[0, 2, 4, 6, 8]

>>> digits[::3]
[0, 3, 6, 9]

In the first example, [0::2] extracts all items from index 0 to the end of digits, jumping over two items each time. In the second example, the slicing jumps 3 items as it goes. If you don’t provide values to start and stop, then they are set to 0 and to the length of the target sequence, respectively.

If you set step to -1, then you get a slice with the items in reverse order:

>>>

>>> digits = [0, 1, 2, 3, 4, 5, 6, 7, 8, 9]

>>> # Set step to -1
>>> digits[len(digits) - 1::-1]
[9, 8, 7, 6, 5, 4, 3, 2, 1, 0]

>>> digits
[0, 1, 2, 3, 4, 5, 6, 7, 8, 9]

This slicing returns all the items from the right end of the list (len(digits) - 1) back to the left end because you omit the second offset. The rest of the magic in this example comes from using a value of -1 for step. When you run this trick, you get a copy of the original list in reverse order without affecting the input data.

If you fully rely on implicit offsets, then the slicing syntax gets shorter, cleaner, and less error-prone:

>>>

>>> digits = [0, 1, 2, 3, 4, 5, 6, 7, 8, 9]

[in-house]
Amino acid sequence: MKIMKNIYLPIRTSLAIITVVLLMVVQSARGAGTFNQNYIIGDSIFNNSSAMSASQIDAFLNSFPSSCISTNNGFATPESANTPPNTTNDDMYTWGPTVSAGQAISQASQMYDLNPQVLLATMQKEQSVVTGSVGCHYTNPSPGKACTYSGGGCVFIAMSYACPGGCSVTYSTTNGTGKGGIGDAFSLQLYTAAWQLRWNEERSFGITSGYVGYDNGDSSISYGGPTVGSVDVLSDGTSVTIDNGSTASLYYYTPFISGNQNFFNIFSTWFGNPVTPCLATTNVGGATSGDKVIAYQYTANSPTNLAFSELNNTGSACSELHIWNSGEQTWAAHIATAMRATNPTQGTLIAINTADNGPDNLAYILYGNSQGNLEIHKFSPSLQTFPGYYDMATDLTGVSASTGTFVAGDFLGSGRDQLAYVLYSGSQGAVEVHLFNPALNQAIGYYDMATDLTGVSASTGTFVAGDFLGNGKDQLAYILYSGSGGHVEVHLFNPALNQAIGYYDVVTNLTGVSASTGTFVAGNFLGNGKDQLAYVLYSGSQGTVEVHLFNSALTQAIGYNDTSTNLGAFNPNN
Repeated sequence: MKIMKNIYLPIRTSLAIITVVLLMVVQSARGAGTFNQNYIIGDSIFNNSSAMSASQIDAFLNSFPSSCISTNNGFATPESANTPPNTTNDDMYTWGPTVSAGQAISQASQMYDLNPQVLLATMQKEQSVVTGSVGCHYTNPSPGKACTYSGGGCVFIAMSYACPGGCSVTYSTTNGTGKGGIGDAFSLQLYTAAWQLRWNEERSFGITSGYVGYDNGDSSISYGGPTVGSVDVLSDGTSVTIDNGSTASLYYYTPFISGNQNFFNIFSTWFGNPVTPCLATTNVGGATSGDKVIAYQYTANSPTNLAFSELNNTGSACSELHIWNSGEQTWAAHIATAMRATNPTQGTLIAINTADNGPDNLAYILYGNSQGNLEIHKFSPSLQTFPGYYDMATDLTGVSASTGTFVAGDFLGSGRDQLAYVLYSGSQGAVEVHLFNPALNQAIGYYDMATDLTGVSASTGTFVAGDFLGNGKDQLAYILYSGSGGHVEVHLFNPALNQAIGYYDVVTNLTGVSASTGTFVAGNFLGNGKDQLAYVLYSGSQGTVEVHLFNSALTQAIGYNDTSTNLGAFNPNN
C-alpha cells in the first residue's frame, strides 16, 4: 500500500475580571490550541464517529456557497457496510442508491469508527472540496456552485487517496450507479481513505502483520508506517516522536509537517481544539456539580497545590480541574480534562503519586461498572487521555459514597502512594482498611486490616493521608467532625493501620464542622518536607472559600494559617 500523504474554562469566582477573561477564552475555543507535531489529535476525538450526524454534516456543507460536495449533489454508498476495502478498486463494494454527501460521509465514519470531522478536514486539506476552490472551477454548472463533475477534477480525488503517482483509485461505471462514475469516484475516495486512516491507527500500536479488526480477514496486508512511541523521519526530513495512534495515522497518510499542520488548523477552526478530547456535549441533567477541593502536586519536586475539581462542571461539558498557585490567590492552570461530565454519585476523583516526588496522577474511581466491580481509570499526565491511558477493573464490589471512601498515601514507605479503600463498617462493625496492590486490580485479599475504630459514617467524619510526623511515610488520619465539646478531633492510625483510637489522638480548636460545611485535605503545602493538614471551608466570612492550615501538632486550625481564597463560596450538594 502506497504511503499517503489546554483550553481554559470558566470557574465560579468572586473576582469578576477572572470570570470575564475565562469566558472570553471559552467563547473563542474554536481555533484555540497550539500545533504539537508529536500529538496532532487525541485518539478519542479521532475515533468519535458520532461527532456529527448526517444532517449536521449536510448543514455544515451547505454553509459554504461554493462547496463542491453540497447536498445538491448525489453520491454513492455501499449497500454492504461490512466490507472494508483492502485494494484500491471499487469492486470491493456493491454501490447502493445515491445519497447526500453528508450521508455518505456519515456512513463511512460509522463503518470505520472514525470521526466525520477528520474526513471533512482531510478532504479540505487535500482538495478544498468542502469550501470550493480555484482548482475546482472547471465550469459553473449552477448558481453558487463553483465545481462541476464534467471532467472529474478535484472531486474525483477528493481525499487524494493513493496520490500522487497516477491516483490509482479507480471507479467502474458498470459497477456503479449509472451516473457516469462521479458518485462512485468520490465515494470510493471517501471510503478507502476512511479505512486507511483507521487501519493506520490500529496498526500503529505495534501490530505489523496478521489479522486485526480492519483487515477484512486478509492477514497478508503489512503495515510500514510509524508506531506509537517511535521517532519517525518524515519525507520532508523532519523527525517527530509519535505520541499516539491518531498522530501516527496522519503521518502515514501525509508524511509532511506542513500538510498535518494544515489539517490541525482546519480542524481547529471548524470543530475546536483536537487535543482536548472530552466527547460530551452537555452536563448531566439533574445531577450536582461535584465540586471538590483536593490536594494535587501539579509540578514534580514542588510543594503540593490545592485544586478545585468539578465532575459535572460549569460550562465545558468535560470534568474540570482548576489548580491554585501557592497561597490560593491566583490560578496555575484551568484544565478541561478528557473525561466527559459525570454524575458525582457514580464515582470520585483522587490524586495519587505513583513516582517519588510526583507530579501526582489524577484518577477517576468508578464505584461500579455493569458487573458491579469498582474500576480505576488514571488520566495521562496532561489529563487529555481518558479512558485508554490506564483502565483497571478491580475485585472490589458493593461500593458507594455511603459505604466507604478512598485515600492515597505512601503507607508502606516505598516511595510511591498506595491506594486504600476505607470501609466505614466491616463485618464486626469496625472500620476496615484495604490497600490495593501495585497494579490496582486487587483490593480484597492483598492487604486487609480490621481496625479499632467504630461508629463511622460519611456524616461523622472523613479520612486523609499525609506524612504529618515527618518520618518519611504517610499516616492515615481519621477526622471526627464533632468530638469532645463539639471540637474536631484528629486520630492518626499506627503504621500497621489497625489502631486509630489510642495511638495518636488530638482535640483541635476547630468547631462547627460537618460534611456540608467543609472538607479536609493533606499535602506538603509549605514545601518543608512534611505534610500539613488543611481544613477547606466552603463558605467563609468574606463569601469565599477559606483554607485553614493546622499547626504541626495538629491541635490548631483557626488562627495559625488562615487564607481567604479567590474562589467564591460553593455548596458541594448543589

>>> # Rely on default offset values
>>> digits[::-1]
[9, 8, 7, 6, 5, 4, 3, 2, 1, 0]

Here, you ask Python to give you the complete list ([::-1]) but going over all the items from back to front by setting step to -1. This is pretty neat, but reversed() is more efficient in terms of execution time and memory usage. It’s also more readable and explicit. So these are points to consider in your code.

Another technique to create a reversed copy of an existing list is to use slice(). The signature of this built-in function is like this:

This function works similarly to the indexing operator. It takes three arguments with similar meaning to those used in the slicing operator and returns a slice object representing the set of indices returned by range(start, stop, step). That sounds complicated, so here are some examples of how slice() works:

>>>

>>> digits = [0, 1, 2, 3, 4, 5, 6, 7, 8, 9]

>>> slice(0, len(digits))
slice(0, 10, None)

>>> digits[slice(0, len(digits))]
[0, 1, 2, 3, 4, 5, 6, 7, 8, 9]

>>> slice(len(digits) - 1, None, -1)
slice(9, None, -1)

>>> digits[slice(len(digits) - 1, None, -1)]
[9, 8, 7, 6, 5, 4, 3, 2, 1, 0]

The first call to slice() is equivalent to [0:len(digits)]. The second call works the same as [len(digits) - 1::-1]. You can also emulate the slicing [::-1] using slice(None, None, -1). In this case, passing None to start and stop means that you want a slice from the beginning to the end of the target sequence.

Here’s how you can use slice() to create a reversed copy of an existing list:

>>>

>>> digits = [0, 1, 2, 3, 4, 5, 6, 7, 8, 9]

>>> digits[slice(None, None, -1)]
[9, 8, 7, 6, 5, 4, 3, 2, 1, 0]

The slice object extracts all the items from digits, starting from the right end back to the left end, and returns a reversed copy of the target list.



Source link

Leave a Comment

Your email address will not be published. Required fields are marked *

Scroll to Top